By Olivia Scheck
MANHATTAN — Little Italy is running out of Italians.
Only 5 percent of the 8,600 people living in Little Italy are actually Italian Americans, compared with nearly half of the 10,000 living there in 1950, according to a Census survey obtained by the New York Times.
The survey did not encounter a single Italian-born resident of the neighborhood, the paper noted.
News of Little Italy's dwindling ethnic representation came on the heels of a political battle, which threatened to limit the neighborhood's signature event – the San Gennaro Feast, which stretches down Mulberry street between Houston and Canal Streets each September.
Boutique owners from the trendy NoLIta (North of Little Italy) district claimed that the festival, which features amusement park rides and Italian street vendors, hampers business and sometimes forces them to close shop.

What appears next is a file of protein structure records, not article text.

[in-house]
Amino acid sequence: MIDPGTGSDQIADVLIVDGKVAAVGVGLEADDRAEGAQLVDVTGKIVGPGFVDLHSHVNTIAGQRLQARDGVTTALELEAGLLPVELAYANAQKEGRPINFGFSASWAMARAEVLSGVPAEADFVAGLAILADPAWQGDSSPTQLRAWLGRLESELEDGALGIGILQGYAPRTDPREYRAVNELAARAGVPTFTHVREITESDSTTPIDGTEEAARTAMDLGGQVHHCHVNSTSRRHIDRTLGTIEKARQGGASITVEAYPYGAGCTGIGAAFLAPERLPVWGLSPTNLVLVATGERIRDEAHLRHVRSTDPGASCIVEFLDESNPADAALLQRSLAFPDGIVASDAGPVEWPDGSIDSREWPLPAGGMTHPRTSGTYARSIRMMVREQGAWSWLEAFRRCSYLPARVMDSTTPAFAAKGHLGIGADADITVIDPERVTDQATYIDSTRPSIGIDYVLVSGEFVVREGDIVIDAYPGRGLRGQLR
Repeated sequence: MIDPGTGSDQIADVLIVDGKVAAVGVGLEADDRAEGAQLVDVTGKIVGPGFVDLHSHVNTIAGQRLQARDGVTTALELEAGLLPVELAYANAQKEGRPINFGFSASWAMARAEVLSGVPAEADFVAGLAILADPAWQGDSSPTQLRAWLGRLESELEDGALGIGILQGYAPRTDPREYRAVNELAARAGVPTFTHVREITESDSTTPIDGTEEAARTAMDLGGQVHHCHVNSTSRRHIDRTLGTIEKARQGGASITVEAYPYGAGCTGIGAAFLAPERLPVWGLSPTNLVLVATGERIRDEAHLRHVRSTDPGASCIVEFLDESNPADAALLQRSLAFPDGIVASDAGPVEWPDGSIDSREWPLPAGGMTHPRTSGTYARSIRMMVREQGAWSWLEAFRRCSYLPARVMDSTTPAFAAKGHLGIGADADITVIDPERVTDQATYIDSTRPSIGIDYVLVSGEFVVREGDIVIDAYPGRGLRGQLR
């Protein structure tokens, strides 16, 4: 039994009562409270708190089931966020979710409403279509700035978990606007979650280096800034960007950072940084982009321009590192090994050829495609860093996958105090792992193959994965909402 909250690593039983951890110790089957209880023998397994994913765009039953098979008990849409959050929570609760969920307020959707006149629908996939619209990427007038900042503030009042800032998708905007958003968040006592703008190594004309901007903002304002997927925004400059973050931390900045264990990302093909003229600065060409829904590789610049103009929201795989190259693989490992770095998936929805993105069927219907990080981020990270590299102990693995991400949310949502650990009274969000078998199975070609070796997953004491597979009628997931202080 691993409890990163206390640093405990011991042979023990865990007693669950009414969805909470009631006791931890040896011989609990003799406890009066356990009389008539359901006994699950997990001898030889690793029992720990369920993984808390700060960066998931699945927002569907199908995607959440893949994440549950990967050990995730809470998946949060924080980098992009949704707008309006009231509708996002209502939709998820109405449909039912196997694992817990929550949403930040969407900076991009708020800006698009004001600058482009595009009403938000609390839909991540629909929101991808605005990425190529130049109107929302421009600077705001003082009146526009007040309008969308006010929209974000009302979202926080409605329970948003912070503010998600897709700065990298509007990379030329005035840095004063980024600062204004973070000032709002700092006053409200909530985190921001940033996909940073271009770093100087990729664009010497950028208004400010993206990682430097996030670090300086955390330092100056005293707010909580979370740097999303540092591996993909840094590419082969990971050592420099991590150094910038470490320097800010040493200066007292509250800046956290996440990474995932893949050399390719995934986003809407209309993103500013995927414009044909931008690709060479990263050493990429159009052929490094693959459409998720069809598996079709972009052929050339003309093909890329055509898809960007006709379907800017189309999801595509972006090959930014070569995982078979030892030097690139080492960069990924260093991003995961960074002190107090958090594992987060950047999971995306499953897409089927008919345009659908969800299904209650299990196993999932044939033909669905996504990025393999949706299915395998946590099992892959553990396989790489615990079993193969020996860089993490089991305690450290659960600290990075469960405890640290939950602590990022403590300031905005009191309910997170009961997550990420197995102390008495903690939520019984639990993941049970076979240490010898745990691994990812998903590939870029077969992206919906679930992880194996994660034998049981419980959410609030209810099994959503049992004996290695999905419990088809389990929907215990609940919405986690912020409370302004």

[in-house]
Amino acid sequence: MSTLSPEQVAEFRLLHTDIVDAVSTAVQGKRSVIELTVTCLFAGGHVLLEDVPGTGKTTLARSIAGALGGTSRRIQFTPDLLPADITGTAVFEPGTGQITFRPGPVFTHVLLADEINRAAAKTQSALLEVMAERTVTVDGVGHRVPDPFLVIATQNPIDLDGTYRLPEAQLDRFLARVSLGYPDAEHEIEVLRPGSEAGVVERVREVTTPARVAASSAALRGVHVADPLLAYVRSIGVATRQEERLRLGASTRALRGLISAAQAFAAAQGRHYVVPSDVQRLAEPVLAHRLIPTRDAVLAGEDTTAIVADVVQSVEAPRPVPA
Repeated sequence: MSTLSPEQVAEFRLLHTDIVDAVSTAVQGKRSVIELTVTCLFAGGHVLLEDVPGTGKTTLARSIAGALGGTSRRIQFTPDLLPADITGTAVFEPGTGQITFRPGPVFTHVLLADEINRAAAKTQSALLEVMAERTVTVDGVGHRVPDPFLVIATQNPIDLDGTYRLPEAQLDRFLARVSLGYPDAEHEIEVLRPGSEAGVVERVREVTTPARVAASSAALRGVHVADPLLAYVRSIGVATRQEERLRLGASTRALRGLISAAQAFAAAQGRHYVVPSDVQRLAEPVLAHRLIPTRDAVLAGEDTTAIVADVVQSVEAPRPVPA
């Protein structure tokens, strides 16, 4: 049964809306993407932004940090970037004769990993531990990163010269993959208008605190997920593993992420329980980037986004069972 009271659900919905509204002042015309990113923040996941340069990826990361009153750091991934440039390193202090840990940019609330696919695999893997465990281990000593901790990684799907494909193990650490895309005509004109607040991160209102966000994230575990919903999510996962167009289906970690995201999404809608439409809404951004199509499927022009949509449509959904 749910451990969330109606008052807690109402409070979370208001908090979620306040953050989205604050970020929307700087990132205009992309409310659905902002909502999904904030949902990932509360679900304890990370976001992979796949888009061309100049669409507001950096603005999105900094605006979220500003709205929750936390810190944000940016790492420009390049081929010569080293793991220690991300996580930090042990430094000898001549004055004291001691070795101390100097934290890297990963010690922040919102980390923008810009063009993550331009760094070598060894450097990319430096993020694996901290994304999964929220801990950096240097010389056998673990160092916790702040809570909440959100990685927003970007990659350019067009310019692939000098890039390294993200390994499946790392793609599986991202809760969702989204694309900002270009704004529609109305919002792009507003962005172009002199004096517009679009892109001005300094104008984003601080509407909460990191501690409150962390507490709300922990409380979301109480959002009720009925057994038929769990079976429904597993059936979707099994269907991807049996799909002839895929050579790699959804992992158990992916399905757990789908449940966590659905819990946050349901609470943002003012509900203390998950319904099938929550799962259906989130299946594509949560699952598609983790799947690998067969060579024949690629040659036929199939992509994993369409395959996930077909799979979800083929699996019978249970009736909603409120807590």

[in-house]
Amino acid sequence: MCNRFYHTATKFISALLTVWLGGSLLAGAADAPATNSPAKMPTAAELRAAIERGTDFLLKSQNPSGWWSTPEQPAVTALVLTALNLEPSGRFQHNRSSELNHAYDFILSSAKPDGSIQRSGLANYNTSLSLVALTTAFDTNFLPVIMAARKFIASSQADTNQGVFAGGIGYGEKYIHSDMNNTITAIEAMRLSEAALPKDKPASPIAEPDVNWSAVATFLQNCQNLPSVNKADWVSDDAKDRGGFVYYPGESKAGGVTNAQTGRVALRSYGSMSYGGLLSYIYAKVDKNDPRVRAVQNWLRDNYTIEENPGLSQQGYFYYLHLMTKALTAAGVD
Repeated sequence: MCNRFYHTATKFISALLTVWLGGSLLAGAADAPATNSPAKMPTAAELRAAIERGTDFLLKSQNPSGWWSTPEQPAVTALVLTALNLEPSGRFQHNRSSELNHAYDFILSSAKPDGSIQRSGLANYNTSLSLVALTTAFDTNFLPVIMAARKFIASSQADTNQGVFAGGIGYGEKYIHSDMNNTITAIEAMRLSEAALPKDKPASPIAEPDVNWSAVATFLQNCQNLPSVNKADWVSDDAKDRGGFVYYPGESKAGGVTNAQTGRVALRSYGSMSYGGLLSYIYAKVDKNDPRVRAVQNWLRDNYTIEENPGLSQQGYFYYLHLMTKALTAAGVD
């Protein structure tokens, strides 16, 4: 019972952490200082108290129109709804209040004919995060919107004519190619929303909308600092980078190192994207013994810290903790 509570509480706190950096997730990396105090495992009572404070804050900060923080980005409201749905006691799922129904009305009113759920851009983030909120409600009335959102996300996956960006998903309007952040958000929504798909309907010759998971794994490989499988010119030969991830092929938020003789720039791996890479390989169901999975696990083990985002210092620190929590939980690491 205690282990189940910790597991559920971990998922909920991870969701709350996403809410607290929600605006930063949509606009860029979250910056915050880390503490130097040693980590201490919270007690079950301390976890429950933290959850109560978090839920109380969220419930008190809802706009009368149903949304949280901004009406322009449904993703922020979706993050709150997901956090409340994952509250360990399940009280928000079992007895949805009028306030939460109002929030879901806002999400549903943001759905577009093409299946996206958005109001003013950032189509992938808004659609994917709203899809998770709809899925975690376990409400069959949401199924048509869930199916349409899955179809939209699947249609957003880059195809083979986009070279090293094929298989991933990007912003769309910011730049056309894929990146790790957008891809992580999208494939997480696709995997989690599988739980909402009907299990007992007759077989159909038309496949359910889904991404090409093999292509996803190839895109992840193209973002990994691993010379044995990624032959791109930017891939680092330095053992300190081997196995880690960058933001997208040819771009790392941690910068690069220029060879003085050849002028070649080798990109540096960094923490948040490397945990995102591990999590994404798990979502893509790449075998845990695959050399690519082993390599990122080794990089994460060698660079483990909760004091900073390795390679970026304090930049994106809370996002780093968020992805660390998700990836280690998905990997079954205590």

Responding to the clothiers' concerns, Community Board 2 passed a resolution suggesting that the 85-year-old fair be cut short at Kenmare Street – a decision that will ultimately be decided by the mayor's Street Activity Permit Office.
Little Italy also faces pressure from a plan to create a Chinatown Business Improvement District, which would establish jurisdiction over all but two square blocks of the once 50-square-block neighborhood, the Times noted.
Approval of the Chinatown BID now rests in the hands of the City Council, having won endorsements from all three of the relevant community boards.
Of the 8,600 people currently living in Little Italy, nearly 4,000 were born in Asia, according to the Times.